Austen draws her portrait of Bath society from her own experience. Northanger Abbey, however, is probably as much a product of the Gothic novels that Austen read as it is a product of her own experience. A crumbling old building is often found in Gothic works, some of which feature an abbey, once used to house nuns or monks, then sold or abandoned and later purchased by some lord or baron who is generally a villain. The holy nature of the abbey becomes ironic in these Gothic novels, since terrible things go on there once the lord or baron takes possession.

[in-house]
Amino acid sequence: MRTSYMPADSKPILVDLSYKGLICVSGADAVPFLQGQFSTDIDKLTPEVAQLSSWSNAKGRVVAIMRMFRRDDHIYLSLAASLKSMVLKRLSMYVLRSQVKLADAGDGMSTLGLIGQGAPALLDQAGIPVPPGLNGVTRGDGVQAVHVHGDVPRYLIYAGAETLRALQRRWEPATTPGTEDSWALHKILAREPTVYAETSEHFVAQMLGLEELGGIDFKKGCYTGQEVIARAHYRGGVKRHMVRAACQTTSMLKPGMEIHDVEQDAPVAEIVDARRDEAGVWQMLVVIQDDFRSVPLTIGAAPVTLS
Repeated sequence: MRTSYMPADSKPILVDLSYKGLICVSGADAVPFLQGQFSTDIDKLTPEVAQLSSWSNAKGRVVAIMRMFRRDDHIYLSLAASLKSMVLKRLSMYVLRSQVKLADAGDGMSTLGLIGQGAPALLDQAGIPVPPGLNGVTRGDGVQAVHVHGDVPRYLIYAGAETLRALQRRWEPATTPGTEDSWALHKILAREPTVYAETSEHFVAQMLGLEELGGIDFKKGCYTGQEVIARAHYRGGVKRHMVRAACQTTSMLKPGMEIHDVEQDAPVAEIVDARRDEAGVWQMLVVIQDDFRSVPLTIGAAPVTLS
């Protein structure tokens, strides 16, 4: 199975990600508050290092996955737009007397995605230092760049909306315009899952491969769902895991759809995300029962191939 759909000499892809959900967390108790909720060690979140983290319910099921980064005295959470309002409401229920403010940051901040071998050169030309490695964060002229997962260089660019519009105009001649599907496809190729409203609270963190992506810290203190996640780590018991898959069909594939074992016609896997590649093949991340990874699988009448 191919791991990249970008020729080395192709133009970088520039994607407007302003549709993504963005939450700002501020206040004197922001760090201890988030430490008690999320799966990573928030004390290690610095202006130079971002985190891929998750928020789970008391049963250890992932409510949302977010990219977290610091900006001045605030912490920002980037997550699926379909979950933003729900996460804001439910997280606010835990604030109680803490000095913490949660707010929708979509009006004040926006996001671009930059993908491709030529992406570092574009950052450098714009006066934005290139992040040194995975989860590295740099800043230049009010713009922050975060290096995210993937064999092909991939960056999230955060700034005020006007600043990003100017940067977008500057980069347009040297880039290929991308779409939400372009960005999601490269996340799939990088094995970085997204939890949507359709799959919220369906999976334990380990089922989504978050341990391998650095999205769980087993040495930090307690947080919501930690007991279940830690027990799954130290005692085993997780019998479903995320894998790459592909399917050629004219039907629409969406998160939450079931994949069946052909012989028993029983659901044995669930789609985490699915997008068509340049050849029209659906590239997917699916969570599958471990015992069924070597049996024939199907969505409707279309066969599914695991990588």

For Catherine, Northanger Abbey symbolizes an imagined ideal. As soon as she enters the abbey, she begins to think of herself as the heroine of a Gothic novel. Unlike Bath, which is simply a pleasant tourist town, the Abbey is a place of mystery and perhaps even adventure, at least in Catherine's mind. When the Abbey turns out to be disappointingly normal, Catherine uses her memory of the abbeys from her novel-reading to make it more frightening.